Compare any two graphics cards:
GeForce GTX 460 vs GeForce GTX 560 Ti
IntroThe GeForce GTX 460 features a core clock frequency of 675 MHz and a GDDR5 memory speed of 900 MHz. It also uses a 192-bit bus, and uses a 40 nm design. It features 336 SPUs, 56 Texture Address Units, and 24 Raster Operation Units.
Compare that to the GeForce GTX 560 Ti, which has a core clock speed of 822 MHz and a GDDR5 memory frequency of 1002 MHz. It also uses a 256-bit memory bus, and uses a 40 nm design. It is comprised of 384 SPUs, 64 TAUs, and 32 Raster Operation Units.
(No game benchmarks for this combination yet.)
Power Usage and Theoretical Benchmarks
Power Consumption (Max TDP)
Theoretically, the GeForce GTX 560 Ti should perform quite a bit faster than the GeForce GTX 460 overall. (explain)
Texel RateThe GeForce GTX 560 Ti is a lot (more or less 39%) more effective at anisotropic filtering than the GeForce GTX 460. (explain)
Pixel RateIf running with high levels of AA is important to you, then the GeForce GTX 560 Ti is a better choice, by far. (explain)
Please note that the above 'benchmarks' are all just theoretical - the results were calculated based on the card's specifications, and real-world performance may (and probably will) vary at least a bit.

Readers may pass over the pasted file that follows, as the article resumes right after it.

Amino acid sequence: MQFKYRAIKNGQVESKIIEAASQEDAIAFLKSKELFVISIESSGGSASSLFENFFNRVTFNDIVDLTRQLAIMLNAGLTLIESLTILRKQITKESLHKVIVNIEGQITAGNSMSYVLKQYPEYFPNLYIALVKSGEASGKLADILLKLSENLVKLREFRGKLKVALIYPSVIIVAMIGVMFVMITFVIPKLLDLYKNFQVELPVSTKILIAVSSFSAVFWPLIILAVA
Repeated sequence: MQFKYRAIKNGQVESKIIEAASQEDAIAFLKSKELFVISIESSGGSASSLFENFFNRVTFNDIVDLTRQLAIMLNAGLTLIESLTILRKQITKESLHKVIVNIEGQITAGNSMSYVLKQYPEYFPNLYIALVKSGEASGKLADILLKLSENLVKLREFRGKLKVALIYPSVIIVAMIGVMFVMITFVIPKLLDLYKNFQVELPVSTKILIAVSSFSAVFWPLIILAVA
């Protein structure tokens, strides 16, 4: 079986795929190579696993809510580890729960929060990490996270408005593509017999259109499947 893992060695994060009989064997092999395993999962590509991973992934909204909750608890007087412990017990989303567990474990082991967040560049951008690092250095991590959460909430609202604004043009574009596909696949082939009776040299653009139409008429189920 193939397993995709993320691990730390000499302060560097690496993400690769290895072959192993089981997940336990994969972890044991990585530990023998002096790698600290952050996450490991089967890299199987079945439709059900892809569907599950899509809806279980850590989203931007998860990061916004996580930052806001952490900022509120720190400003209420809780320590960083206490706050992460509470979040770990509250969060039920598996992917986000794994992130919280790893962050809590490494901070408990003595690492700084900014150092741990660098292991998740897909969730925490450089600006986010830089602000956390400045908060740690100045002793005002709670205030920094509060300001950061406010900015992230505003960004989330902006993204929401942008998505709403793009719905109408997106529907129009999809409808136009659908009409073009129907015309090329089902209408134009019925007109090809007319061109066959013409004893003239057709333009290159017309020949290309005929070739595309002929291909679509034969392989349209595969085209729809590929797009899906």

Please note that the price comparisons are based on search keywords - sometimes it might show cards with very similar names that are not exactly the same as the one chosen in the comparison. We do try to filter out the wrong results as best we can, though.
Memory Bandwidth: Bandwidth is the max amount of data (measured in MB per second) that can be transported past the external memory interface in one second. It's calculated by multiplying the interface width by the speed of its memory. If the card has DDR memory, the result should be multiplied by 2 again. If it uses DDR5, multiply by ANOTHER 2x. The better the memory bandwidth, the faster the card will be in general. It especially helps with AA, HDR and higher screen resolutions.
Texel Rate: Texel rate is the maximum amount of texture map elements (texels) that can be applied per second. This is worked out by multiplying the total number of texture units of the card by the core clock speed of the chip. The better the texel rate, the better the graphics card will be at handling texture filtering (anisotropic filtering - AF). It is measured in millions of texels applied per second.
Pixel Rate: Pixel rate is the maximum number of pixels that the graphics chip could possibly record to the local memory per second - measured in millions of pixels per second. Pixel rate is worked out by multiplying the amount of Raster Operations Pipelines by the clock speed of the card. ROPs (Raster Operations Pipelines - also sometimes called Render Output Units) are responsible for outputting the pixels (image) to the screen. The actual pixel fill rate also depends on quite a few other factors, especially the memory bandwidth - the lower the bandwidth is, the lower the potential to reach the maximum fill rate.